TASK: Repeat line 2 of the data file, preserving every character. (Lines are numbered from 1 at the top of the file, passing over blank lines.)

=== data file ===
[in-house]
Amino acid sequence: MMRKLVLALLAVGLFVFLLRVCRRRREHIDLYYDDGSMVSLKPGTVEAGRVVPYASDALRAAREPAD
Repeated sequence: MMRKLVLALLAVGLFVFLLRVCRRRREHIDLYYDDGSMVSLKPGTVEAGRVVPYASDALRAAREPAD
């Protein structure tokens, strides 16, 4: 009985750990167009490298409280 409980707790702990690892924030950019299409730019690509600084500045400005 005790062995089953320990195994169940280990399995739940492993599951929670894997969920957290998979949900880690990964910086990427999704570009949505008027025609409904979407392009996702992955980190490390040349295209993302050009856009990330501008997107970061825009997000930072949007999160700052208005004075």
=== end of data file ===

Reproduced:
Amino acid sequence: MMRKLVLALLAVGLFVFLLRVCRRRREHIDLYYDDGSMVSLKPGTVEAGRVVPYASDALRAAREPAD